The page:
If you read more than a little bit of what I’ve written over the past year, you could probably have taken a fairly educated guess as to who I just voted for in the Virginia Democratic primary. If the pretense of objectivity is silly for reporters, which it is, then it’s even more silly for bloggers like me who trade in opinions about all things political.
So I guess I might as well say it: I just voted for Bernie Sanders. I don’t think that compromises my ability to blog effectively. To the contrary, I think I owe it to my readers to state that up front.
However, now that I’ve actually cast my ballot, I think it’d be somewhat useful to flesh out why, exactly, I voted the way I did. The Internet is a pretty wild place to talk politics, but stick around the liberal punditocracy long enough and you’ll hear some good cases for both Democratic candidates. With that in mind, here’s hoping I’ve got one.
This is a bit of a long and winding argument, and there’s something in it for people who support Sanders and Clinton to hang their hats on. As a reward for those who make it all the way through — Don’t cheat and scroll down! — I’ve included that John Oliver clip everyone’s raving about at the bottom.
It is important that Bernie Sanders do well
One of the most frustrating things about American politics over the last 25 years has been the radical centrism of moderate Democrats on core economic issues. The slightly-to-the-left American political party’s decades-long race to the political center has contributed to the formation of an economic consensus in Washington that has killed politics as we once knew it.
The history is more or less common knowledge. Following a string of Republican victories the 1980s, Bill Clinton pitched himself to the Democratic Party as a moderate who could finally take back the White House and restore Democratic power nationally. Appealing to “common sense” and the desire for consensus, he declared the era of big government to be over and proceeded to adopt a string of decidedly conservative policies — from slashing capital gains taxes to introducing work requirements for government assistance to championing rabidly pro-business free trade agreements.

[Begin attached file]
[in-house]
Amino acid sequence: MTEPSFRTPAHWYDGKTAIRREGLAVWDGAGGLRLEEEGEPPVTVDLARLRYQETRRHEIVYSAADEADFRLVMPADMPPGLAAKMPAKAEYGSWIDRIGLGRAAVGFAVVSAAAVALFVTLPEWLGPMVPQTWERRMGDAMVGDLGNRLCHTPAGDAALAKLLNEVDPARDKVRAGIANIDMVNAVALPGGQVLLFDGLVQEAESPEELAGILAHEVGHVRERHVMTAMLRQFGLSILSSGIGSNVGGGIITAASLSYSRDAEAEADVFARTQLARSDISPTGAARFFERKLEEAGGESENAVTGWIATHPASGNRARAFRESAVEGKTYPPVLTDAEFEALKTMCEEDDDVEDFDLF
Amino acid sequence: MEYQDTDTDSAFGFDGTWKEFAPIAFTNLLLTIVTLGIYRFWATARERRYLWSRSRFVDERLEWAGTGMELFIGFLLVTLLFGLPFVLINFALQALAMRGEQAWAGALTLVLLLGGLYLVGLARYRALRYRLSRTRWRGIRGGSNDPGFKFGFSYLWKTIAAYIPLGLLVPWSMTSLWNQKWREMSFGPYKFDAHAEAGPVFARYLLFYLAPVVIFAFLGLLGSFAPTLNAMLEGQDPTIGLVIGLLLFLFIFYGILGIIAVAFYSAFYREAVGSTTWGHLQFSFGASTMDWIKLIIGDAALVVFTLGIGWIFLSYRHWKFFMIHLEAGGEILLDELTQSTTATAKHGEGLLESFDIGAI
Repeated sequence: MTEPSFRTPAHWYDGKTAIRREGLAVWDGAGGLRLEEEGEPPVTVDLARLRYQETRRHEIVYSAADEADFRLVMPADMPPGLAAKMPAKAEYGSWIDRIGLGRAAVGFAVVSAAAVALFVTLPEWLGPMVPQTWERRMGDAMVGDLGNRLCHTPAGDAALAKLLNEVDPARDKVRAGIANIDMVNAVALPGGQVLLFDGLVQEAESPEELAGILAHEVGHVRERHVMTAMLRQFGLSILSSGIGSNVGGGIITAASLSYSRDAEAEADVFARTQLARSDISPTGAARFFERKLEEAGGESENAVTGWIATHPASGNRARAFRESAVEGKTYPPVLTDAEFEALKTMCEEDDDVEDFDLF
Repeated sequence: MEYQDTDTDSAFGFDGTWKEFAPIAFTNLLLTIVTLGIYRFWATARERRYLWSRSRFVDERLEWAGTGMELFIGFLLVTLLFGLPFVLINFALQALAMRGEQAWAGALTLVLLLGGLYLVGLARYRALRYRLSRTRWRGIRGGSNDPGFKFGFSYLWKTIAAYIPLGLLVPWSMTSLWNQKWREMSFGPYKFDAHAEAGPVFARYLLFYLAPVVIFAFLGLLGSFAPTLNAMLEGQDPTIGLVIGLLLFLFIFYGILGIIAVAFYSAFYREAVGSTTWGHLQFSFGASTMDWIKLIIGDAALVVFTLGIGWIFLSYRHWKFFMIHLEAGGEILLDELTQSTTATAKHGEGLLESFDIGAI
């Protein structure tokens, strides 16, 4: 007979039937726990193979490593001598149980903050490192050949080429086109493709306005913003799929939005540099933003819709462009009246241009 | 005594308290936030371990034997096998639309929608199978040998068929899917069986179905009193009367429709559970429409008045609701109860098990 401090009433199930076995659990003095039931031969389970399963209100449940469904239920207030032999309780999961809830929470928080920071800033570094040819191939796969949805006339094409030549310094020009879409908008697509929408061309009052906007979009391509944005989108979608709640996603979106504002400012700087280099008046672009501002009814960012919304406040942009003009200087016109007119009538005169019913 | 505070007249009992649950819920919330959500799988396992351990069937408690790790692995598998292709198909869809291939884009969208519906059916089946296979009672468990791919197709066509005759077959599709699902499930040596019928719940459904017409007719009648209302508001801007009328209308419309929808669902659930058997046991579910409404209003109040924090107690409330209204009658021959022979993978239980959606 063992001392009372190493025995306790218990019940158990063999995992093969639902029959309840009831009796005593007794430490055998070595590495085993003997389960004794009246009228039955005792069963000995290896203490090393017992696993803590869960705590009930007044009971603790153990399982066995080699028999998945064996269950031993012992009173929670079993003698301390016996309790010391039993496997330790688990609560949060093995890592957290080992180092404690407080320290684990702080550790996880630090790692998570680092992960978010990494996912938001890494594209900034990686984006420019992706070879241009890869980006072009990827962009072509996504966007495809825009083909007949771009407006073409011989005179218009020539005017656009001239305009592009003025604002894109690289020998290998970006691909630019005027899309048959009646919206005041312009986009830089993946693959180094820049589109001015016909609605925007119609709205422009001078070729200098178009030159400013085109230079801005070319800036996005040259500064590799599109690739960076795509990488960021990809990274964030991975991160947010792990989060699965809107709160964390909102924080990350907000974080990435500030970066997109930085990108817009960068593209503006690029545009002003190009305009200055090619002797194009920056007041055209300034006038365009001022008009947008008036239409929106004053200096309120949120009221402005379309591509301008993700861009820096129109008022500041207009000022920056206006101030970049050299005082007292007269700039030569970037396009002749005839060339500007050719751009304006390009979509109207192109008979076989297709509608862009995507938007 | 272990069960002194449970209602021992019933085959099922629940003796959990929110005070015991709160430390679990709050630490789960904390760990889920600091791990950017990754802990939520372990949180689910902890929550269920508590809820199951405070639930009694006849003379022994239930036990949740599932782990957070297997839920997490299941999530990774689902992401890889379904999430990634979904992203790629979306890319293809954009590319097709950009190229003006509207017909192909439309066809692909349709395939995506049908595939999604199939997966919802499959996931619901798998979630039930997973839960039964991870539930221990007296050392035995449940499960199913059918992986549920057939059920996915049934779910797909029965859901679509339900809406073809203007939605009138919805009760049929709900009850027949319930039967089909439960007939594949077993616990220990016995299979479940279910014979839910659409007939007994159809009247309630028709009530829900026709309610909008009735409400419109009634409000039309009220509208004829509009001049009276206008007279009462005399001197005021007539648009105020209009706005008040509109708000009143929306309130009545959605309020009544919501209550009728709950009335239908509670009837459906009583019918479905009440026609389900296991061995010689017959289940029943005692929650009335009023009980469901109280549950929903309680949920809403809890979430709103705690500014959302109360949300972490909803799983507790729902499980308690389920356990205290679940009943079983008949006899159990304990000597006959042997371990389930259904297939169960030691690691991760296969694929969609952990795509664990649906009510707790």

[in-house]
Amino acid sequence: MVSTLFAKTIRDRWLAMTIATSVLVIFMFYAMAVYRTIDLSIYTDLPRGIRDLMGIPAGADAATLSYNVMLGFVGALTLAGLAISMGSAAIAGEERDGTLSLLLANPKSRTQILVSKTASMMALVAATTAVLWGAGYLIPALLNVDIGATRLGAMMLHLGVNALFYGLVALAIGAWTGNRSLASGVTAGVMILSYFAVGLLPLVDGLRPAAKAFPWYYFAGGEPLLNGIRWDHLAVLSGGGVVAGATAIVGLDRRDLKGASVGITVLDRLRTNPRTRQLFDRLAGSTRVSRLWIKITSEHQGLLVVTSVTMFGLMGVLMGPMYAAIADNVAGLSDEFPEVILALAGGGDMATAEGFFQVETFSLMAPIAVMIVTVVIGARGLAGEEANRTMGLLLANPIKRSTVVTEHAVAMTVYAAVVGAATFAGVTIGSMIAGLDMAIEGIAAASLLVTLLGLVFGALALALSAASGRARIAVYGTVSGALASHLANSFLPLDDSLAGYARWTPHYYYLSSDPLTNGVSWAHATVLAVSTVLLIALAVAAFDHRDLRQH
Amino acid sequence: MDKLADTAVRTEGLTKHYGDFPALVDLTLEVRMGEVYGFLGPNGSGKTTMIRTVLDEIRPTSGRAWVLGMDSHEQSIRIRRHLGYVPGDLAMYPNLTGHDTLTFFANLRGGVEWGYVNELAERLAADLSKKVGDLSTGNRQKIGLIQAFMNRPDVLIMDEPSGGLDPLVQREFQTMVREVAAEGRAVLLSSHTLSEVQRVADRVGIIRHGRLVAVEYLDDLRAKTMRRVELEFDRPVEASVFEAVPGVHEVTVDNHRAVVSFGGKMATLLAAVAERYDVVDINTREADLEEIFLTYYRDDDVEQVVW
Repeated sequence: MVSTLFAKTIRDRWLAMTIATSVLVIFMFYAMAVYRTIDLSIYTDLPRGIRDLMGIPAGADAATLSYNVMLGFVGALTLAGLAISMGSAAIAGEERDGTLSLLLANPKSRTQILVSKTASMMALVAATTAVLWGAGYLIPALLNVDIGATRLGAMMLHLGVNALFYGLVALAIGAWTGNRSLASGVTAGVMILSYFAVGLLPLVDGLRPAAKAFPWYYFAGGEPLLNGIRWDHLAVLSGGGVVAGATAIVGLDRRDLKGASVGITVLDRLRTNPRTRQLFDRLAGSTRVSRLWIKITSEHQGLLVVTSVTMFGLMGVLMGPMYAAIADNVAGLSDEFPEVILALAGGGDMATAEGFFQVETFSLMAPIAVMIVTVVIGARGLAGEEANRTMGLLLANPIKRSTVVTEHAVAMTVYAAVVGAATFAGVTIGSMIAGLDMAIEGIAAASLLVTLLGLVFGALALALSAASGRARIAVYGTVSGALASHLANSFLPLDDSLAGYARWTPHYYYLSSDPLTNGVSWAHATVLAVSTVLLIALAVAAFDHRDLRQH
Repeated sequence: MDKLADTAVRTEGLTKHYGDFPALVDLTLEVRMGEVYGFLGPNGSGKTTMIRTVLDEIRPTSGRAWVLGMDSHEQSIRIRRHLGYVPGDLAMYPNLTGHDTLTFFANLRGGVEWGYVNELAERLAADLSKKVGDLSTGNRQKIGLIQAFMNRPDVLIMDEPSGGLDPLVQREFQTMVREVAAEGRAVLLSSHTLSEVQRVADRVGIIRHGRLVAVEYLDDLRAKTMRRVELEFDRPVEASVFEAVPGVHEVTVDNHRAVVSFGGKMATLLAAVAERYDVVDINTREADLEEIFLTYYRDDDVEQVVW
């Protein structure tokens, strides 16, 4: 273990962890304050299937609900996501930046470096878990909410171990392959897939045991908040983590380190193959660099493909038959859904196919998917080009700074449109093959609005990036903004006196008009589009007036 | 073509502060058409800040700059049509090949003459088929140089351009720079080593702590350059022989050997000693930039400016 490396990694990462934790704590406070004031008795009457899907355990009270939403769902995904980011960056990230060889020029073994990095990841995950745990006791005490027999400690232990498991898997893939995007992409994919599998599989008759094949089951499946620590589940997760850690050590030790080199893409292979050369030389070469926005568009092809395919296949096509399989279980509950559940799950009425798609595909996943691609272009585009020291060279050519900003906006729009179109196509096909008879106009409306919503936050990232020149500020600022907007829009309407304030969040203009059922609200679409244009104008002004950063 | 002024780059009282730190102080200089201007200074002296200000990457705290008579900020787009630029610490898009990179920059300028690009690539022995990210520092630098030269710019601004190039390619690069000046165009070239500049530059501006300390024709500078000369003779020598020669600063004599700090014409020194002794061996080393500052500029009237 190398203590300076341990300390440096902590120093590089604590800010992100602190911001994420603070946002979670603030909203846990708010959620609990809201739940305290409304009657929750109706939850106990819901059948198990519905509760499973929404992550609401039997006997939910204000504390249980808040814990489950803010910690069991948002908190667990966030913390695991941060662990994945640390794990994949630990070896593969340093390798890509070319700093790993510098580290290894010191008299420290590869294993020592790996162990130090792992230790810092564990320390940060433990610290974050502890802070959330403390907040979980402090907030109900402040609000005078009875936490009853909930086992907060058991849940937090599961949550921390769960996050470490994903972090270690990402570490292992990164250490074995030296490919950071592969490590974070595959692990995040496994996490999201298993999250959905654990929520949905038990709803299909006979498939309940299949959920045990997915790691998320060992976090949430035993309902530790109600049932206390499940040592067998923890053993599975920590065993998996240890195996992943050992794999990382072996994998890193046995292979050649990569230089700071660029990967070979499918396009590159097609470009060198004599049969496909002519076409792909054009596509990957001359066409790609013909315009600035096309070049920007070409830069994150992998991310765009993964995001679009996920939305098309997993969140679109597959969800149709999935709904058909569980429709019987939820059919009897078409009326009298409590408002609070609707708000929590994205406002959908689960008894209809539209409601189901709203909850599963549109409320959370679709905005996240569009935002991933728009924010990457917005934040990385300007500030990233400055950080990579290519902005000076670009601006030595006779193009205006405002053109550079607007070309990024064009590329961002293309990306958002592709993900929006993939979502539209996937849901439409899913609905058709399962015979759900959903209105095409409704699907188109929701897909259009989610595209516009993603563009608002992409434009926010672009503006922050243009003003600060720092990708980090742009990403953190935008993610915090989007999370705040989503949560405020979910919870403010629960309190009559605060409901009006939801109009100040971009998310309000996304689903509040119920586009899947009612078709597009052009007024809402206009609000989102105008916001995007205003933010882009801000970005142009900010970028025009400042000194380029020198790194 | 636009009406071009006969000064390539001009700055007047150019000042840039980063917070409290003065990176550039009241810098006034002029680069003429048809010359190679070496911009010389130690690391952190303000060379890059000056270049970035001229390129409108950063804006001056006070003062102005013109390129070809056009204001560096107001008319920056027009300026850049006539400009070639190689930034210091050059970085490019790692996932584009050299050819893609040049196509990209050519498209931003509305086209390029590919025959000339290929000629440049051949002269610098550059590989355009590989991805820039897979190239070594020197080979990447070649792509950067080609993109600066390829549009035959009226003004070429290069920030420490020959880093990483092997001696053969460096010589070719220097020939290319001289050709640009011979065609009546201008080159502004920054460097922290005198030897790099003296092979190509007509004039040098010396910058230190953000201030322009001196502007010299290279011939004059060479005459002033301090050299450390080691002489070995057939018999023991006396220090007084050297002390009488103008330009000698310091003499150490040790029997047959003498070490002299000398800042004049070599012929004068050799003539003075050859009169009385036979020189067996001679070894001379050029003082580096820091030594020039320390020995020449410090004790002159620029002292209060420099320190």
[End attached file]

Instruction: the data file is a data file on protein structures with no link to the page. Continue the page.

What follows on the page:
With one side of the national debate over core economic issues having effectively given up, an economic consensus (pitched as mere compromise) was formed. Reasonable people in Washington now all agreed that government should err on the side of not helping the poor. Reasonable people in Washington now all agreed that the government should err on the side of not regulating business. Reasonable people in Washington now all agreed that taxes on anyone making below a politically satisfying level of household income were bad — even if those taxes could pay for good things. Bill Clinton’s embrace of Third Way politics may have helped Democrats win elections by allowing them to own the middle and cast themselves as reasonable, compromising problem-solvers, but as a consequence it marginalized the left. Not only did economic progressives now lack serious representation within the Democratic Party, they were by and large dismissed as loons — despite the fact that their ideas remain wildly popular with the American public.